By way of Notebookstories. Oh, and did I mention, the story was published on April 1?

Notes by a Notebook Addict

Kevin Barry, a contemporary Irish writer confesses about his "notebook fetish." I don't understand why he likes Moleskines. (He must not use a real (fountain) pen.) I have never smelled notebooks while browsing for them. Nor am I tempted to do so in the future.

I don't own a hundred yet, but I am getting there. This is irrational, as I work mostly on the computer and carry an iPad Mini whenever I go anywhere.

Thursday, April 4, 2013

Smallest Manageable Tasks and Algorithmic Thinking

If you believe the Wikipedia article on "Algorithms," then there "is no generally accepted formal definition of "algorithm," but "a set of rules that precisely defines a sequence of operations" would be a good informal definition. The article also gives a more precise definition, namely that "an algorithm is an effective method expressed as a finite list[ of well-defined instructions for calculating a function. Starting from an initial state and initial input (perhaps empty), the instructions describe a computation that, when executed, proceeds through a finite number of well-defined successive states, eventually producing 'output' and terminating at a final ending state." Even today, most people think of algorithms as exclusively in the context of computers and computer science. Yet, algorithms pervade much of our current thinking and problem solving—even if it is unrecognized. The phrase "smallest manageable tasks" belongs to this kind of thinking. In fact, the advice to break complex overwhelming tasks into small manageable tasks, and then starting on the first one suggests that we should approach "getting ahead" algorithmically (if that is a word).

Many people are opposed to this way of thinking because they believe it dehumanizes us. I don't believe this is true. In fact, I believe that Steve Jobs got it right when he said that using a computer teaches us to think in a different way, "using them to be a mirror of your thought process, to actually learn how to think. ... Everybody in the country should learn how to program a computer ... because learning a computer language ... teaches you how to think. ... I view computer science as a liberal art, it should be something that everybody learns; [it] takes a year of their life, one of the courses they take is to learn how to program" (Robert X. Cringley’s “Steve Jobs: The Lost Interview”).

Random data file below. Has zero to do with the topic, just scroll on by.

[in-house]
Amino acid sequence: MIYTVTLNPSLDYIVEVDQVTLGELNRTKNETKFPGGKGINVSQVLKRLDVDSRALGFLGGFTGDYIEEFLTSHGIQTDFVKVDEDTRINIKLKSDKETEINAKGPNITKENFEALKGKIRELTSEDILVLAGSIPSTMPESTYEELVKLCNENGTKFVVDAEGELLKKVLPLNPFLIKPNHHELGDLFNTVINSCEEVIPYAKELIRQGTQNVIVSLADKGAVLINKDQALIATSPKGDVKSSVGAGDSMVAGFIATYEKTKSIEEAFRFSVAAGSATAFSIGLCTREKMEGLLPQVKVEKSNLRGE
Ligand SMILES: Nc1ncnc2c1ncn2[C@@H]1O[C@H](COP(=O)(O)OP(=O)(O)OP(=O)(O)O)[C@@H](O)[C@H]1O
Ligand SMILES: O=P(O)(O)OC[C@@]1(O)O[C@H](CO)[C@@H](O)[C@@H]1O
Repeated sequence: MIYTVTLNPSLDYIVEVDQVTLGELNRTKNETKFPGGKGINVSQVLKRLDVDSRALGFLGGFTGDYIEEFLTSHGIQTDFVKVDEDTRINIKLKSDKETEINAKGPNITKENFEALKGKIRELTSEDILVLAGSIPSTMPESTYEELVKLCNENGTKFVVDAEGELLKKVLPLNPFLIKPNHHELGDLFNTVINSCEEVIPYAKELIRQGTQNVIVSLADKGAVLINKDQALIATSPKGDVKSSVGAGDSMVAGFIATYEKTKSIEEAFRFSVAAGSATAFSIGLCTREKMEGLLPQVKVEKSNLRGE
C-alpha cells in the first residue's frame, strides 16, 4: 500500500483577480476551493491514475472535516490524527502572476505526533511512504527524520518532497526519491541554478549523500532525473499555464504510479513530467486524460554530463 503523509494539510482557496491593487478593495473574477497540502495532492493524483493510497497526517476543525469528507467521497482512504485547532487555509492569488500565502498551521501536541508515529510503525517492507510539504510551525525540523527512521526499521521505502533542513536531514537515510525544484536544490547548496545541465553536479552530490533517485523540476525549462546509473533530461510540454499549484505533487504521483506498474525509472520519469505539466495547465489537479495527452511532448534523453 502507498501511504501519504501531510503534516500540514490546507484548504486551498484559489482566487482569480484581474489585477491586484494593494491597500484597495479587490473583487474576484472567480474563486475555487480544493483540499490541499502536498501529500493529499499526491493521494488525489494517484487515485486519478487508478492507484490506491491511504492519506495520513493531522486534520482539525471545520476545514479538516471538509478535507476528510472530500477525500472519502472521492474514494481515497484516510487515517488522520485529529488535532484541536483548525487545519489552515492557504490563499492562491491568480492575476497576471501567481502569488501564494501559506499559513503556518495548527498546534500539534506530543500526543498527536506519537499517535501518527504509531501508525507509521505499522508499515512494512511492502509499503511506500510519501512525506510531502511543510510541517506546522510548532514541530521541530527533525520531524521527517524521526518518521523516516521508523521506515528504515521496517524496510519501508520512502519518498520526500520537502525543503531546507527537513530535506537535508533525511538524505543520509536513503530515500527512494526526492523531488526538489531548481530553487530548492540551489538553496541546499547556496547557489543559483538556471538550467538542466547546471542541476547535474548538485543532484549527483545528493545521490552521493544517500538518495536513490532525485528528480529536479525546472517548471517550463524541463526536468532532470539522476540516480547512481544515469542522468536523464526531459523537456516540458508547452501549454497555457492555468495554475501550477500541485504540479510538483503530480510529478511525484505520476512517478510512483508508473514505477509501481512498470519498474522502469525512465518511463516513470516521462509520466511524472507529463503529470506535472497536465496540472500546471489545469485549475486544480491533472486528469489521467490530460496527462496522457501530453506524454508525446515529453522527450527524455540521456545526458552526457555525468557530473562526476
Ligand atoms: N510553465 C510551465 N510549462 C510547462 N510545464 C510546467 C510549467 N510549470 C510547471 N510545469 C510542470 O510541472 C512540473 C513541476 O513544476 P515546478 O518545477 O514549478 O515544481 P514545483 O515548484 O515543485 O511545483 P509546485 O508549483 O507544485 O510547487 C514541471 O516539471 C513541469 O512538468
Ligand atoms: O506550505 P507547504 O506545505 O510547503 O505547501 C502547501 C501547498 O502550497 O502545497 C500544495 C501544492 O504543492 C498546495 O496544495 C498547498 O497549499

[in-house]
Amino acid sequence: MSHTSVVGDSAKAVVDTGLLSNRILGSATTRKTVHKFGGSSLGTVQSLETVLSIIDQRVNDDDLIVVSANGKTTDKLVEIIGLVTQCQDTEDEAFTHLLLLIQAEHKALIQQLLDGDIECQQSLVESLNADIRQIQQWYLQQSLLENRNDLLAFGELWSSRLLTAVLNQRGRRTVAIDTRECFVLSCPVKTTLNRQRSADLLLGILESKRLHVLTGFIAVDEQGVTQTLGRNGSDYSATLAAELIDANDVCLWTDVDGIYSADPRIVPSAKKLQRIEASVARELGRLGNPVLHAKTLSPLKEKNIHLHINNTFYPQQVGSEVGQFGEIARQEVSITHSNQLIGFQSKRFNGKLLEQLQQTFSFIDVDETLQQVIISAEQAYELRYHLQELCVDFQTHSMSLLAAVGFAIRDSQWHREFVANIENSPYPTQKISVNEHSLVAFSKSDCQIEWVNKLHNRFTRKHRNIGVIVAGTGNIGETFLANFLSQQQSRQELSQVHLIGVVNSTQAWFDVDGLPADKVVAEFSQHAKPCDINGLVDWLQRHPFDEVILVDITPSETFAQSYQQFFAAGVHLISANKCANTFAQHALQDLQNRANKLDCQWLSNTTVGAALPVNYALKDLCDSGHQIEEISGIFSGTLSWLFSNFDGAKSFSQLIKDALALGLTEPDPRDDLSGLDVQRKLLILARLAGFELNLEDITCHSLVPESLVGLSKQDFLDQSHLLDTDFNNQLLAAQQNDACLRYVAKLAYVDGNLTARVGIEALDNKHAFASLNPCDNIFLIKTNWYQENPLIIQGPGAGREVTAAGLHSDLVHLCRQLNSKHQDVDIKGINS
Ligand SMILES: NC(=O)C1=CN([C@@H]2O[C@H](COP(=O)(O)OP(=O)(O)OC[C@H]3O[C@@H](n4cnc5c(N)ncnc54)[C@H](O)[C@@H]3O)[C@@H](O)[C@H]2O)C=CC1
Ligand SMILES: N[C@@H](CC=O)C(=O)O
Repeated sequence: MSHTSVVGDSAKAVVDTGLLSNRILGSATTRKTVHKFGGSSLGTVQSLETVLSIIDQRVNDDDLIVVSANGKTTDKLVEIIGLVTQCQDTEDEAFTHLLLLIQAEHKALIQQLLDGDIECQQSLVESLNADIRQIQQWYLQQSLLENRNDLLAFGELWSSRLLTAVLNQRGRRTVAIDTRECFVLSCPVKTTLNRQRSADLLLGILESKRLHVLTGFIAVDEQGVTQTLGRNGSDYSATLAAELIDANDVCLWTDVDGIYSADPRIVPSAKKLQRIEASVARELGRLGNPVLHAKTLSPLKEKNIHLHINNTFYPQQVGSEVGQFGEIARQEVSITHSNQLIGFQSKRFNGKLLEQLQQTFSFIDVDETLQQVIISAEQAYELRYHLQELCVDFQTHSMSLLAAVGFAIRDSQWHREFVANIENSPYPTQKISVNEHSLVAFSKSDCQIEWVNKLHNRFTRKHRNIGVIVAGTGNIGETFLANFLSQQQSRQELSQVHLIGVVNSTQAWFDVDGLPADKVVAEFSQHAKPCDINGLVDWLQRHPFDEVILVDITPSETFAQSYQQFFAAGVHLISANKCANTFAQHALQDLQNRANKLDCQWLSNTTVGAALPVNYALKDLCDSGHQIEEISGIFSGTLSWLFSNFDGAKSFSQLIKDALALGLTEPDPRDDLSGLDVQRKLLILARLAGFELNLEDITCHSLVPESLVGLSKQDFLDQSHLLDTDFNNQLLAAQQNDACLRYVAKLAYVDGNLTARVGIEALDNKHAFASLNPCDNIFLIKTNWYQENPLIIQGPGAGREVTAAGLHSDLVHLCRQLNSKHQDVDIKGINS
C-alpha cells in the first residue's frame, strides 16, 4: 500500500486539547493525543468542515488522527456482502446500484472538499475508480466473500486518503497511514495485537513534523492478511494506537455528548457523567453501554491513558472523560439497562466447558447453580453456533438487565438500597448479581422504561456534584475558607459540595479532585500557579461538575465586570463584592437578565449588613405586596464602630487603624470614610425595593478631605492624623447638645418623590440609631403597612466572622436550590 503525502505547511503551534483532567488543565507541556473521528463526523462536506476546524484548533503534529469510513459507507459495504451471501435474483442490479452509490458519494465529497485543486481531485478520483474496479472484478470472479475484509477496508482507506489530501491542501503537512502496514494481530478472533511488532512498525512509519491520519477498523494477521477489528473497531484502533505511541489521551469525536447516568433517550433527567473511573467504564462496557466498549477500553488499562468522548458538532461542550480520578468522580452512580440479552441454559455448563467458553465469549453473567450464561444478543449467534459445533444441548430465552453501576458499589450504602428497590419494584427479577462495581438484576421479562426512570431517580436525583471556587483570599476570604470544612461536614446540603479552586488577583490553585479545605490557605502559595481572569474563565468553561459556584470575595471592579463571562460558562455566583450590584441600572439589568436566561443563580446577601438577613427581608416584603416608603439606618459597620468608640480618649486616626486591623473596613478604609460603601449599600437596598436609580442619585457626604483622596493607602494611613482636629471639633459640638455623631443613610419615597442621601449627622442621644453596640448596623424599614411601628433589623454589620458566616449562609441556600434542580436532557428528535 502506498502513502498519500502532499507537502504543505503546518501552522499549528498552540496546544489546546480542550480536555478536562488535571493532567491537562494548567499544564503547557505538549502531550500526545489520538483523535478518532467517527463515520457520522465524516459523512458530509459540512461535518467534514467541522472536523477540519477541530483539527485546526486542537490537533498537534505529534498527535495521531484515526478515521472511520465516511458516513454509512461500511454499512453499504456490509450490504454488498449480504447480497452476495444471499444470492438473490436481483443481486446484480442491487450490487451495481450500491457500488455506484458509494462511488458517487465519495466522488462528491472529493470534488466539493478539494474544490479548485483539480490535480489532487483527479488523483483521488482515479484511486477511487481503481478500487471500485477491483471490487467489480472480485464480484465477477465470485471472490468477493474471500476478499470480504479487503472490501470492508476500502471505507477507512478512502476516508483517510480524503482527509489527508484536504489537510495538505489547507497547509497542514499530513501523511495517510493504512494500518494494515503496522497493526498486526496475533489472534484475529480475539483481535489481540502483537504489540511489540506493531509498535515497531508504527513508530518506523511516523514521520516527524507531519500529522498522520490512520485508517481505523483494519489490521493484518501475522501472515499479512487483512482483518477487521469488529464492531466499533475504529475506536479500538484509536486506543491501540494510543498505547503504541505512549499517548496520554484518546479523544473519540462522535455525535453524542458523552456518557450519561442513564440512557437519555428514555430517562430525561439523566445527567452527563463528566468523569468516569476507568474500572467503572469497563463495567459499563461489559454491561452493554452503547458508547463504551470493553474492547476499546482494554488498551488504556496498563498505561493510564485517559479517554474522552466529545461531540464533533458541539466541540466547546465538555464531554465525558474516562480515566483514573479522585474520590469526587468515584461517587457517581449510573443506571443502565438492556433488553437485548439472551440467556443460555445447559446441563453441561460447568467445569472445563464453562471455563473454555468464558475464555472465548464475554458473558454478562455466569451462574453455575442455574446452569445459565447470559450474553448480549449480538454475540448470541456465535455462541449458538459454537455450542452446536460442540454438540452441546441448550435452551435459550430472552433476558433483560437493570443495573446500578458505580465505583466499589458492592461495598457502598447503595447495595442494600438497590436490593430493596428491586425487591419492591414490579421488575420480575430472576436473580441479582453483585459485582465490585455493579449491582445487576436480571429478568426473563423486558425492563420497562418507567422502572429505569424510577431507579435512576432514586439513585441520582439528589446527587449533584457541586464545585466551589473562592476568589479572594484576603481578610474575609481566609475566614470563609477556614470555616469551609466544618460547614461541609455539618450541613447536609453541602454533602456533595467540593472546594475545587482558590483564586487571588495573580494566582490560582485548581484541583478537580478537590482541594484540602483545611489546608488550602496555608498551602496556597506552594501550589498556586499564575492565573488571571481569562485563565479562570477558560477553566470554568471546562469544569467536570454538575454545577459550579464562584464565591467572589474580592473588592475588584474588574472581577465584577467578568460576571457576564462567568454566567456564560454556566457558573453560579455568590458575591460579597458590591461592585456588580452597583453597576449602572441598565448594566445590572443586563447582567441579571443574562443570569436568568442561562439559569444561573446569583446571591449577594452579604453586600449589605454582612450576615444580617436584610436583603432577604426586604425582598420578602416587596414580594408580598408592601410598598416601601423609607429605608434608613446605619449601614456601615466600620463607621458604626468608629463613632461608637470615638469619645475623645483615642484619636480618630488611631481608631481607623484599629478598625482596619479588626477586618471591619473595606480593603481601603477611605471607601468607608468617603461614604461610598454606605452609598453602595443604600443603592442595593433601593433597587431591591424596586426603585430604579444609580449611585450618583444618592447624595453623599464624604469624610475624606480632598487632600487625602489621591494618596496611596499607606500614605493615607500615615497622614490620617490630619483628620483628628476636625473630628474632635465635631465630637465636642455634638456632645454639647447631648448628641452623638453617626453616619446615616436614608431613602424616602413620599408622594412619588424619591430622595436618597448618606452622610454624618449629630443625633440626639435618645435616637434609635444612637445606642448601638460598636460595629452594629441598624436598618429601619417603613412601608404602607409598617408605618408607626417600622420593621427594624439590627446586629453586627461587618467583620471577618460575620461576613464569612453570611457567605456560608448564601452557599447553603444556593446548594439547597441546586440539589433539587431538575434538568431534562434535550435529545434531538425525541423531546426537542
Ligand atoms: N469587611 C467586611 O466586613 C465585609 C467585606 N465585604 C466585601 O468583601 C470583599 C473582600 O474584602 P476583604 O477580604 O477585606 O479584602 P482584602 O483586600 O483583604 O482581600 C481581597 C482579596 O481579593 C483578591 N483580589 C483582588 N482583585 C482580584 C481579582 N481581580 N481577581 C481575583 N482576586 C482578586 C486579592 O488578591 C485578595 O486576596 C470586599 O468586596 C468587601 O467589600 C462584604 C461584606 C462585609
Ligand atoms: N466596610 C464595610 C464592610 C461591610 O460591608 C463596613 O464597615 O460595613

Approaching problems algorithmically can be helpful. This certainly also holds of note-taking or note-making, as Luhmann and others I have discussed here knew even before computers became widely available. Taking notes on index cards, restricting each card to one fact or idea, and then trying to extract meaning from them were attempts to analyze problems algorithmically. Whether the algorithms devised for this process were good is, of course, a different question.

It also seems to me that the last step, that is, the extraction of meaning, was usually not algorithmic.

Monday, April 1, 2013

Amazon Cloud Sync

Amazon's new Cloud Drive Application now creates a Cloud Drive Folder on your computer that syncs with the Amazon Cloud. It seems to work just like DropBox, and will let you access your documents, music, and photos across multiple computers. Cloud Drive allows every user five gigabytes of storage for free. 20 GB cost $10.00 a year, 50 GB cost $25.00, 100 GB cost $50.00, etc. The maximum seems to be 1000 GB ($500.00). The pricing scheme is much more favorable to the user than that of DropBox which gives you only 2 GB for free (though it must be said that there many ways of increasing that to 5 GB or more). But 100GB, the first option for an upgrade, costs already $9.99 a month, i.e. more than ten times than Amazon. If you are not deeply committed to DropBox or some other provider, Amazon seems to be the way to go.[1]

I will test it for a week or so, before I upgrade to 20 GB. I had a subscription before, but I cancelled it precisely because I could not sync.{2]

1. There are also options for uploading and playing songs, but this does not interest me.
2. See also Ars Technica. They have some more details. Their claim: "The Amazon prices are identical to SkyDrive's, slightly cheaper than Google's, and about half the price of Dropbox" is true. However, if you are only interested in 20 GB, then DropBox is about ten times as much, Google Drive at 25 GB at 2.49 a month is three times as much, and Skydrive costs the same.